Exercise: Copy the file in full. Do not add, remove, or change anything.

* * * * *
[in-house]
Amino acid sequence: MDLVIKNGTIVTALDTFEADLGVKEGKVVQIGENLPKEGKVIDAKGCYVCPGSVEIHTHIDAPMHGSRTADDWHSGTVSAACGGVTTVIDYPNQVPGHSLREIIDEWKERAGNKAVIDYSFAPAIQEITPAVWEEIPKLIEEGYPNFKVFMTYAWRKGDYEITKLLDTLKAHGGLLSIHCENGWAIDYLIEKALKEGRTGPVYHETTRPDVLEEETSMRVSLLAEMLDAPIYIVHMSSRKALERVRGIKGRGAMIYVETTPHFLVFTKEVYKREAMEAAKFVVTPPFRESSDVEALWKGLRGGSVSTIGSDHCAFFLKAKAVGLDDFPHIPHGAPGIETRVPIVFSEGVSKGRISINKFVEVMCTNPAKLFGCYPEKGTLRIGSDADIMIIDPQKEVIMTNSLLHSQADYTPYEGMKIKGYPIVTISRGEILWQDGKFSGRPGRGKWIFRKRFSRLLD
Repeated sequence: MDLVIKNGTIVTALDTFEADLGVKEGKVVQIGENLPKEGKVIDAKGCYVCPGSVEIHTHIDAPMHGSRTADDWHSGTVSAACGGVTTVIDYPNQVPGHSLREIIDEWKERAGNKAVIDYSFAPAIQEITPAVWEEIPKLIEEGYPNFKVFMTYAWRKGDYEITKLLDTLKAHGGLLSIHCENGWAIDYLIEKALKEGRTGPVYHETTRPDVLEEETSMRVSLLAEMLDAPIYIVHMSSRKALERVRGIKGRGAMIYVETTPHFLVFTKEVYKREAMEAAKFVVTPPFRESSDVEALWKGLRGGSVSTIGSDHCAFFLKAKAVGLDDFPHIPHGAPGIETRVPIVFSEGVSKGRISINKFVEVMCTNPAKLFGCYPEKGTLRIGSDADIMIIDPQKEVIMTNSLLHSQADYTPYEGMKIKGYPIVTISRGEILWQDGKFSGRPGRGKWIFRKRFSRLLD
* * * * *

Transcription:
[in-house]
Amino acid sequence: MDLVIKNGTIVTALDTFEADLGVKEGKVVQIGENLPKEGKVIDAKGCYVCPGSVEIHTHIDAPMHGSRTADDWHSGTVSAACGGVTTVIDYPNQVPGHSLREIIDEWKERAGNKAVIDYSFAPAIQEITPAVWEEIPKLIEEGYPNFKVFMTYAWRKGDYEITKLLDTLKAHGGLLSIHCENGWAIDYLIEKALKEGRTGPVYHETTRPDVLEEETSMRVSLLAEMLDAPIYIVHMSSRKALERVRGIKGRGAMIYVETTPHFLVFTKEVYKREAMEAAKFVVTPPFRESSDVEALWKGLRGGSVSTIGSDHCAFFLKAKAVGLDDFPHIPHGAPGIETRVPIVFSEGVSKGRISINKFVEVMCTNPAKLFGCYPEKGTLRIGSDADIMIIDPQKEVIMTNSLLHSQADYTPYEGMKIKGYPIVTISRGEILWQDGKFSGRPGRGKWIFRKRFSRLLD
Repeated sequence: MDLVIKNGTIVTALDTFEADLGVKEGKVVQIGENLPKEGKVIDAKGCYVCPGSVEIHTHIDAPMHGSRTADDWHSGTVSAACGGVTTVIDYPNQVPGHSLREIIDEWKERAGNKAVIDYSFAPAIQEITPAVWEEIPKLIEEGYPNFKVFMTYAWRKGDYEITKLLDTLKAHGGLLSIHCENGWAIDYLIEKALKEGRTGPVYHETTRPDVLEEETSMRVSLLAEMLDAPIYIVHMSSRKALERVRGIKGRGAMIYVETTPHFLVFTKEVYKREAMEAAKFVVTPPFRESSDVEALWKGLRGGSVSTIGSDHCAFFLKAKAVGLDDFPHIPHGAPGIETRVPIVFSEGVSKGRISINKFVEVMCTNPAKLFGCYPEKGTLRIGSDADIMIIDPQKEVIMTNSLLHSQADYTPYEGMKIKGYPIVTISRGEILWQDGKFSGRPGRGKWIFRKRFSRLLD